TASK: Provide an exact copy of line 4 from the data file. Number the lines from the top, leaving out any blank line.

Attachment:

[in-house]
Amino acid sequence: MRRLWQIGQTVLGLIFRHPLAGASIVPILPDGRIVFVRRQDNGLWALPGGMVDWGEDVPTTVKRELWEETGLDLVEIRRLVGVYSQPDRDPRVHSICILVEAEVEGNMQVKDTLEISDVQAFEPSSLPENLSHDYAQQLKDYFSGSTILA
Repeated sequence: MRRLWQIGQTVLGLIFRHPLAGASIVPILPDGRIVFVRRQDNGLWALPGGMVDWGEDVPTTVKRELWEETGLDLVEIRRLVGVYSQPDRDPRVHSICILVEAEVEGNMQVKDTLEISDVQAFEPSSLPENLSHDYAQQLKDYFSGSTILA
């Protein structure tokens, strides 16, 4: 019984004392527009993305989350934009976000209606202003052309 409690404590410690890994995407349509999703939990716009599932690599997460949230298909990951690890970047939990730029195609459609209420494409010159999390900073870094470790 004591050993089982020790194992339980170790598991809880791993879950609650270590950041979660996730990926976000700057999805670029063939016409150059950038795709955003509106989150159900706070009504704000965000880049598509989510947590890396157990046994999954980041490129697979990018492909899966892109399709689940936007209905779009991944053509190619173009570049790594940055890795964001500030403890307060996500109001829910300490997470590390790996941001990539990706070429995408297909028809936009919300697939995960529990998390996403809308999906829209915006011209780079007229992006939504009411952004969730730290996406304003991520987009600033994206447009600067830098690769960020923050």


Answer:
């Protein structure tokens, strides 16, 4: 019984004392527009993305989350934009976000209606202003052309 409690404590410690890994995407349509999703939990716009599932690599997460949230298909990951690890970047939990730029195609459609209420494409010159999390900073870094470790 004591050993089982020790194992339980170790598991809880791993879950609650270590950041979660996730990926976000700057999805670029063939016409150059950038795709955003509106989150159900706070009504704000965000880049598509989510947590890396157990046994999954980041490129697979990018492909899966892109399709689940936007209905779009991944053509190619173009570049790594940055890795964001500030403890307060996500109001829910300490997470590390790996941001990539990706070429995408297909028809936009919300697939995960529990998390996403809308999906829209915006011209780079007229992006939504009411952004969730730290996406304003991520987009600033994206447009600067830098690769960020923050």